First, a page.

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Zambrano spares us from tantrum

Carlos Zambrano recorded just four outs on Monday and left the game with an ERA of 54. Scott Cunningham/Getty Images

ATLANTA -- Game One, Year One was a hideous one for the Chicago Cubs on Monday. And, because they're the Cubs, it was not merely hideous but historically hideous.

Their 16-5 loss to the Atlanta Braves marked the worst loss for a Cubs team on Opening Day since 1884. That team lost 15-3 to New York, ended up finishing the season 62-50 and did not have to suffer the indignity of repeated replays on SportsCenter that night.

But for those scoring at home, there is an even more unsightly Cubesque stat: In the past 100 years, only one team has allowed 13 or more runs on Opening Day [the 2006 A's] and made the playoffs.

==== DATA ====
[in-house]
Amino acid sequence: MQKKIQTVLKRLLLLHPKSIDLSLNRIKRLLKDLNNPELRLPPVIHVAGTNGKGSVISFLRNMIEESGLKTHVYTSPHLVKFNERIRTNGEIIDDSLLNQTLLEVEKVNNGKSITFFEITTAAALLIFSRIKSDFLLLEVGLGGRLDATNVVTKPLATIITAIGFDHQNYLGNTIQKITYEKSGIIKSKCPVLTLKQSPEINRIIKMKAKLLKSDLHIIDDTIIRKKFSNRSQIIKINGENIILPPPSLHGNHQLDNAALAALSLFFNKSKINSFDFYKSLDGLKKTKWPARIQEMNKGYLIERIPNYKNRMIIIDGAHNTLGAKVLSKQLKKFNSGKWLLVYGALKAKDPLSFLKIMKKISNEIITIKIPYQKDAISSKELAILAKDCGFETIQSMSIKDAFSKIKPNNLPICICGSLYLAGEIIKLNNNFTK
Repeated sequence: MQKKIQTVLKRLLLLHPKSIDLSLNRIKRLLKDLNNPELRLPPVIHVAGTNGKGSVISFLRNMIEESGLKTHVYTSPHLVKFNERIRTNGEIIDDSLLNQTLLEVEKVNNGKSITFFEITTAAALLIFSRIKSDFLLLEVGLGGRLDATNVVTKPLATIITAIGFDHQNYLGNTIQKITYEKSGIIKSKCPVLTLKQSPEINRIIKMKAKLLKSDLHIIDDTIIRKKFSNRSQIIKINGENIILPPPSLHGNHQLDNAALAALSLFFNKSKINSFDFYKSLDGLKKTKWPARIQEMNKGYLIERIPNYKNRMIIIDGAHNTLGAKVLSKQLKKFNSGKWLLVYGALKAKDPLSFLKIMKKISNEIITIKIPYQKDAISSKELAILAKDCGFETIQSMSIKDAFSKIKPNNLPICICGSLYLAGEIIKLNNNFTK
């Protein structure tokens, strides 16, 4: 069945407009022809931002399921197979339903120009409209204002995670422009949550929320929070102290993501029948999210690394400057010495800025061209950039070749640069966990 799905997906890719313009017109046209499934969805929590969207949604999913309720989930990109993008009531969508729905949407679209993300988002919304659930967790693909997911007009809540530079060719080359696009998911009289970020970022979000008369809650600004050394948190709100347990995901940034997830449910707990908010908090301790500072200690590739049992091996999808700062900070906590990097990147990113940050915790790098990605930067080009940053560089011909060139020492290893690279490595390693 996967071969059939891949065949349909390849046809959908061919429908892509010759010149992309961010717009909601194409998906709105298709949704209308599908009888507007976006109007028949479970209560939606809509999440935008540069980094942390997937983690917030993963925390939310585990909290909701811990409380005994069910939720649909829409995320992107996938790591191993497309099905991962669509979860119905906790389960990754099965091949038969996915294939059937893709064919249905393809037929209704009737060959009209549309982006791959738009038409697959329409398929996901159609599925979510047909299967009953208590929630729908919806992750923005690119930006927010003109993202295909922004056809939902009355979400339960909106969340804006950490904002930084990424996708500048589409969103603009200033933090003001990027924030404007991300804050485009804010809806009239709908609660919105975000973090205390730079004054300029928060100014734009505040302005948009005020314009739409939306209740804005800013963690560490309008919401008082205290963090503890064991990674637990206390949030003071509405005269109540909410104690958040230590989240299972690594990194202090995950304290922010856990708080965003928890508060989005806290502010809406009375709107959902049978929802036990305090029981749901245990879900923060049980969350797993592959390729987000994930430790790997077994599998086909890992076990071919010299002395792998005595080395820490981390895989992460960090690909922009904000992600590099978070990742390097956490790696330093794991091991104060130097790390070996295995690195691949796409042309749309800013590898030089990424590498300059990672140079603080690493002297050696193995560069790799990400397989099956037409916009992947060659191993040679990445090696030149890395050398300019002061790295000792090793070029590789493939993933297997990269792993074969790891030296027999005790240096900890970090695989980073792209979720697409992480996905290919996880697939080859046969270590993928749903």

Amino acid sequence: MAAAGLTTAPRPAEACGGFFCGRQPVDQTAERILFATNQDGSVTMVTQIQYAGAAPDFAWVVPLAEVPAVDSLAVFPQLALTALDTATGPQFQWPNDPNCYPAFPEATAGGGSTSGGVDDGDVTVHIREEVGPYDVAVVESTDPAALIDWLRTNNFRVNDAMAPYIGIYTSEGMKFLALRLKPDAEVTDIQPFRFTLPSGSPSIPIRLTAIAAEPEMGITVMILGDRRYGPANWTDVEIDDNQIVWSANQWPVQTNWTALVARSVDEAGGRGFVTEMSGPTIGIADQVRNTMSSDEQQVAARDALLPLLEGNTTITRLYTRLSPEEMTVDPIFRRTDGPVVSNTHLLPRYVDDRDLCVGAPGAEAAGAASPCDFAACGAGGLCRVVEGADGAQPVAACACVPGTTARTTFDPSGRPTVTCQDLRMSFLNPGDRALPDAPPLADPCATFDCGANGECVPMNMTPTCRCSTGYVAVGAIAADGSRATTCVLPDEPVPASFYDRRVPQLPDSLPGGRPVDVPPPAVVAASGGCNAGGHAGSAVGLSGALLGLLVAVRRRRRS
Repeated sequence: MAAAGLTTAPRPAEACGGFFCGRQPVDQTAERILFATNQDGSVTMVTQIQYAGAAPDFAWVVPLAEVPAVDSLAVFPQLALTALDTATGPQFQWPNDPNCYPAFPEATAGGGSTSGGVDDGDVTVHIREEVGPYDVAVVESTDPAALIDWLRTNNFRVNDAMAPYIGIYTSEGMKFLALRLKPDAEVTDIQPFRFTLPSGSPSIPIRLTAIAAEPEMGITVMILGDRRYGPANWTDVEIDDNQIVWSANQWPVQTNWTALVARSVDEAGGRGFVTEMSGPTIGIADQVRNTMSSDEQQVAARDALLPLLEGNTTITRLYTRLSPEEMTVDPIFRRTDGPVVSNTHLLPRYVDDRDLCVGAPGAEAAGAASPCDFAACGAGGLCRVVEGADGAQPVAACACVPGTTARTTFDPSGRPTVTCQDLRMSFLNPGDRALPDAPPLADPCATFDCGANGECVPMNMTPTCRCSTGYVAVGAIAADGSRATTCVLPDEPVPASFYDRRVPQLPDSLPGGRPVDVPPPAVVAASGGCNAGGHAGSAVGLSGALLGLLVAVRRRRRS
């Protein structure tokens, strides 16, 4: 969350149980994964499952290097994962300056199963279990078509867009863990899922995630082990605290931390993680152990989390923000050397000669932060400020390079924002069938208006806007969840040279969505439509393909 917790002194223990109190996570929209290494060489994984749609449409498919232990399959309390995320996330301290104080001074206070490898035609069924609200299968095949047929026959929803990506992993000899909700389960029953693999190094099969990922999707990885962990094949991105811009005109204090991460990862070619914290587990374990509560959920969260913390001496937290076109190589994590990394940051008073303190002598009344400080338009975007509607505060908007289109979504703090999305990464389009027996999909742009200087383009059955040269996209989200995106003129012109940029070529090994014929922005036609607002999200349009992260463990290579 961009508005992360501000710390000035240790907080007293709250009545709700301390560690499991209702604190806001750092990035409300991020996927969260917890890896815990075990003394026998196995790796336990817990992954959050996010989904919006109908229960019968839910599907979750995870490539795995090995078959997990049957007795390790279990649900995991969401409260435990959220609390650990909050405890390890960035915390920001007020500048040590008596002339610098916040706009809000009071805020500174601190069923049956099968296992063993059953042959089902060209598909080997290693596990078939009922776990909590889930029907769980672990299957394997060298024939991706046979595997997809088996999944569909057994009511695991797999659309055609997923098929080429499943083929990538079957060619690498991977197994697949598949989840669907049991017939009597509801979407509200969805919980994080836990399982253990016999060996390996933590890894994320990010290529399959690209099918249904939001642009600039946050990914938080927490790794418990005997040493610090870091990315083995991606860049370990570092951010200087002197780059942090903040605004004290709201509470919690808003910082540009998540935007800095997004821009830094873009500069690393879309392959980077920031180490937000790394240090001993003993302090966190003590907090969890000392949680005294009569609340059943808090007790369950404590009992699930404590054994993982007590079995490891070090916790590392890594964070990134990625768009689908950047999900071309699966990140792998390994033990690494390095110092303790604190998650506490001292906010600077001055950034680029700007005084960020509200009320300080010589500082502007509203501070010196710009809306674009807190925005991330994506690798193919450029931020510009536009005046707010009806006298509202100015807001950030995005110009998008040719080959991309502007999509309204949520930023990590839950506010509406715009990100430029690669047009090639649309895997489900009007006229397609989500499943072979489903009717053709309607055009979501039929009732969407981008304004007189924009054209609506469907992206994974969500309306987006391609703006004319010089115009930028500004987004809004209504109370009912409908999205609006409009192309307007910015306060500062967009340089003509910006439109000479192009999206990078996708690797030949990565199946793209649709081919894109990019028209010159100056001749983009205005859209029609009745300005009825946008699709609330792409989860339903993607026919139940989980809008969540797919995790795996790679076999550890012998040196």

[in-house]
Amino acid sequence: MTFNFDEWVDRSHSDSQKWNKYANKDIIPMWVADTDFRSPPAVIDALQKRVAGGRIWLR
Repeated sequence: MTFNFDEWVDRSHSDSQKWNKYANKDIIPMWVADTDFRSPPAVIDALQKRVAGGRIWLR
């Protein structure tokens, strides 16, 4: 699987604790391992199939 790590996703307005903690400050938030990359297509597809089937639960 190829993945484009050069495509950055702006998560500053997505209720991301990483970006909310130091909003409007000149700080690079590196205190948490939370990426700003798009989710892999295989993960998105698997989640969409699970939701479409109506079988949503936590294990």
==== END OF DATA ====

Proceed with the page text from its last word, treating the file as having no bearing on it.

Yes, it is early as they say. And the Cubs said it many times as the sun began to set early Monday evening. But the epic quality -- or lack thereof -- of this loss seemed toxic in nature, seeping into nearly every area after starter Carlos Zambrano's implosion -- hitting [five hits for a team batting average of .167], fielding [two errors], baserunning [two runners were doubled off first base], at least half the bullpen [six walks between Jeff Samardzija and Justin Berg in 1 1/3 inning].

Spotted three runs in the top half of the first when Marlon Byrd launched a three-run home run in his first at-bat as a Cub [a first since Henry Rodriguez did it in 1998], Zambrano walked the first Braves' batter and it was pretty much over from there.

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